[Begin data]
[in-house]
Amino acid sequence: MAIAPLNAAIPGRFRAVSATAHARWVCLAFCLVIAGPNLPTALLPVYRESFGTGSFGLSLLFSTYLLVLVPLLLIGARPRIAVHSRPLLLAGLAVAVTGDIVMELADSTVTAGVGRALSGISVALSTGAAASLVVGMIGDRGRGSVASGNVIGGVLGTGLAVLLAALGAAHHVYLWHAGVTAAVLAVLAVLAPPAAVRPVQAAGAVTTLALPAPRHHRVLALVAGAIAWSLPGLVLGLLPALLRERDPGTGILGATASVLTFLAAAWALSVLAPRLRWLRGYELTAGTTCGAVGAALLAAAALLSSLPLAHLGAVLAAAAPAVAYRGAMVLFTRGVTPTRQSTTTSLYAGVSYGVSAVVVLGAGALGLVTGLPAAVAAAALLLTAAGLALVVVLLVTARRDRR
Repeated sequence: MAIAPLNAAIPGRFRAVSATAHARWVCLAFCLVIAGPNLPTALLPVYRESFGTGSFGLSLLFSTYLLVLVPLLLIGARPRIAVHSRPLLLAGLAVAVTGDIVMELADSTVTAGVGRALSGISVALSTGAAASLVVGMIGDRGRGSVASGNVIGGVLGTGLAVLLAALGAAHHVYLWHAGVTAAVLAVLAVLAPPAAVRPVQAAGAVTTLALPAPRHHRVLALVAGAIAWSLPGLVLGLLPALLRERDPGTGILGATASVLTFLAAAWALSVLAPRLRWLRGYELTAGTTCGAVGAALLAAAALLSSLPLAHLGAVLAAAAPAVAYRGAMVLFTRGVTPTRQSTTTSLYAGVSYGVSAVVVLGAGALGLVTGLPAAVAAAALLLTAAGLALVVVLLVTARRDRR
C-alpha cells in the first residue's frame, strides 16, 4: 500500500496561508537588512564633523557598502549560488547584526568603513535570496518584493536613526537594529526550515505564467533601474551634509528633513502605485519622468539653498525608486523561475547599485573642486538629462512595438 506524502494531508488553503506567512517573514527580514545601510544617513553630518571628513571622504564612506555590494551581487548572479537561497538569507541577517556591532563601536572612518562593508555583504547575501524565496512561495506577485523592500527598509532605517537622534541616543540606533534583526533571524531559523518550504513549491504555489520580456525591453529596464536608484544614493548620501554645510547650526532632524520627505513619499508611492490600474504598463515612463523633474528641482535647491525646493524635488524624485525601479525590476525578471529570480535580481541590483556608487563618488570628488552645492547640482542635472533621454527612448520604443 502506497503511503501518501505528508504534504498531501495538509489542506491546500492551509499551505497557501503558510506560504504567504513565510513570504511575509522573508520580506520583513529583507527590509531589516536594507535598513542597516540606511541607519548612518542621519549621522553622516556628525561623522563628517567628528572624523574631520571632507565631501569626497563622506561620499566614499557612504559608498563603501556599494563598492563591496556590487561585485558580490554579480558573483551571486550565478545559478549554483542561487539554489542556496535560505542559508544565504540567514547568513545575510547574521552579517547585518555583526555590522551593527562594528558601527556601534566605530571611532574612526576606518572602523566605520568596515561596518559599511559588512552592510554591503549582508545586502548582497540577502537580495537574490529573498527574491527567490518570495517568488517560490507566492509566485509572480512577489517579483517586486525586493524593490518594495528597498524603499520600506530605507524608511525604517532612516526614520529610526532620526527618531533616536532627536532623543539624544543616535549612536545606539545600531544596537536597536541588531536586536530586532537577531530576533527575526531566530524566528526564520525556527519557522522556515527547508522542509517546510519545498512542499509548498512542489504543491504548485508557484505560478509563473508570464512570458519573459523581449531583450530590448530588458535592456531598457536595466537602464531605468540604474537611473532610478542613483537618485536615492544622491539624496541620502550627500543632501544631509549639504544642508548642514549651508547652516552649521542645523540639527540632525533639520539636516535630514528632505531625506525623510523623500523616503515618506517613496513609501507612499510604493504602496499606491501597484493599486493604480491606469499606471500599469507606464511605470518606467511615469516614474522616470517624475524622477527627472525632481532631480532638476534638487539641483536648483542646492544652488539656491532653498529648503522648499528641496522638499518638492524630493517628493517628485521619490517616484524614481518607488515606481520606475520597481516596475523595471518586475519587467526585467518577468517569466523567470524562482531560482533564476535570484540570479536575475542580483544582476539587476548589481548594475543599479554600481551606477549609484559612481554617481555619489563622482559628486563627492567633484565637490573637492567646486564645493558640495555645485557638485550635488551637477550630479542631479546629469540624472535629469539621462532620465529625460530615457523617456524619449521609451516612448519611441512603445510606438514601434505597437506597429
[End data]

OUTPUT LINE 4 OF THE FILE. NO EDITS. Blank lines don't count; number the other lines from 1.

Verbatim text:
C-alpha cells in the first residue's frame, strides 16, 4: 500500500496561508537588512564633523557598502549560488547584526568603513535570496518584493536613526537594529526550515505564467533601474551634509528633513502605485519622468539653498525608486523561475547599485573642486538629462512595438 506524502494531508488553503506567512517573514527580514545601510544617513553630518571628513571622504564612506555590494551581487548572479537561497538569507541577517556591532563601536572612518562593508555583504547575501524565496512561495506577485523592500527598509532605517537622534541616543540606533534583526533571524531559523518550504513549491504555489520580456525591453529596464536608484544614493548620501554645510547650526532632524520627505513619499508611492490600474504598463515612463523633474528641482535647491525646493524635488524624485525601479525590476525578471529570480535580481541590483556608487563618488570628488552645492547640482542635472533621454527612448520604443 502506497503511503501518501505528508504534504498531501495538509489542506491546500492551509499551505497557501503558510506560504504567504513565510513570504511575509522573508520580506520583513529583507527590509531589516536594507535598513542597516540606511541607519548612518542621519549621522553622516556628525561623522563628517567628528572624523574631520571632507565631501569626497563622506561620499566614499557612504559608498563603501556599494563598492563591496556590487561585485558580490554579480558573483551571486550565478545559478549554483542561487539554489542556496535560505542559508544565504540567514547568513545575510547574521552579517547585518555583526555590522551593527562594528558601527556601534566605530571611532574612526576606518572602523566605520568596515561596518559599511559588512552592510554591503549582508545586502548582497540577502537580495537574490529573498527574491527567490518570495517568488517560490507566492509566485509572480512577489517579483517586486525586493524593490518594495528597498524603499520600506530605507524608511525604517532612516526614520529610526532620526527618531533616536532627536532623543539624544543616535549612536545606539545600531544596537536597536541588531536586536530586532537577531530576533527575526531566530524566528526564520525556527519557522522556515527547508522542509517546510519545498512542499509548498512542489504543491504548485508557484505560478509563473508570464512570458519573459523581449531583450530590448530588458535592456531598457536595466537602464531605468540604474537611473532610478542613483537618485536615492544622491539624496541620502550627500543632501544631509549639504544642508548642514549651508547652516552649521542645523540639527540632525533639520539636516535630514528632505531625506525623510523623500523616503515618506517613496513609501507612499510604493504602496499606491501597484493599486493604480491606469499606471500599469507606464511605470518606467511615469516614474522616470517624475524622477527627472525632481532631480532638476534638487539641483536648483542646492544652488539656491532653498529648503522648499528641496522638499518638492524630493517628493517628485521619490517616484524614481518607488515606481520606475520597481516596475523595471518586475519587467526585467518577468517569466523567470524562482531560482533564476535570484540570479536575475542580483544582476539587476548589481548594475543599479554600481551606477549609484559612481554617481555619489563622482559628486563627492567633484565637490573637492567646486564645493558640495555645485557638485550635488551637477550630479542631479546629469540624472535629469539621462532620465529625460530615457523617456524619449521609451516612448519611441512603445510606438514601434505597437506597429